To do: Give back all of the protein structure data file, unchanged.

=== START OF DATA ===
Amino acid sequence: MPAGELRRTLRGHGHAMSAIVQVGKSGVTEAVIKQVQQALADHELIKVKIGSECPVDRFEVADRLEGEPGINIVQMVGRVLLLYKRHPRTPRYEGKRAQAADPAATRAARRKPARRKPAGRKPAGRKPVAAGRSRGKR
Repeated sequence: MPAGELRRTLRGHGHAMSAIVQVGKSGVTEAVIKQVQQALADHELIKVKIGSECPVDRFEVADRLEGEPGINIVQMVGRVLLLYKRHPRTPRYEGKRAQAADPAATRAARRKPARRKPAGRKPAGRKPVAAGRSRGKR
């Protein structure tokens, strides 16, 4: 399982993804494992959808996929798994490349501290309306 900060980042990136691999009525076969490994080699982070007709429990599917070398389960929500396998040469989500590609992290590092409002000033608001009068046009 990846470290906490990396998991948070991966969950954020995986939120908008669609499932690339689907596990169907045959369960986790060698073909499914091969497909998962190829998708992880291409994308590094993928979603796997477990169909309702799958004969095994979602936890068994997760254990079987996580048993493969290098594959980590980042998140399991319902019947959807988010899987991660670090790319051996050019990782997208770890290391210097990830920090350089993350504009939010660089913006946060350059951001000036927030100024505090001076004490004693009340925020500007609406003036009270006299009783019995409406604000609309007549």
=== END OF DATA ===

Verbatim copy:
Amino acid sequence: MPAGELRRTLRGHGHAMSAIVQVGKSGVTEAVIKQVQQALADHELIKVKIGSECPVDRFEVADRLEGEPGINIVQMVGRVLLLYKRHPRTPRYEGKRAQAADPAATRAARRKPARRKPAGRKPAGRKPVAAGRSRGKR
Repeated sequence: MPAGELRRTLRGHGHAMSAIVQVGKSGVTEAVIKQVQQALADHELIKVKIGSECPVDRFEVADRLEGEPGINIVQMVGRVLLLYKRHPRTPRYEGKRAQAADPAATRAARRKPARRKPAGRKPAGRKPVAAGRSRGKR
């Protein structure tokens, strides 16, 4: 399982993804494992959808996929798994490349501290309306 900060980042990136691999009525076969490994080699982070007709429990599917070398389960929500396998040469989500590609992290590092409002000033608001009068046009 990846470290906490990396998991948070991966969950954020995986939120908008669609499932690339689907596990169907045959369960986790060698073909499914091969497909998962190829998708992880291409994308590094993928979603796997477990169909309702799958004969095994979602936890068994997760254990079987996580048993493969290098594959980590980042998140399991319902019947959807988010899987991660670090790319051996050019990782997208770890290391210097990830920090350089993350504009939010660089913006946060350059951001000036927030100024505090001076004490004693009340925020500007609406003036009270006299009783019995409406604000609309007549």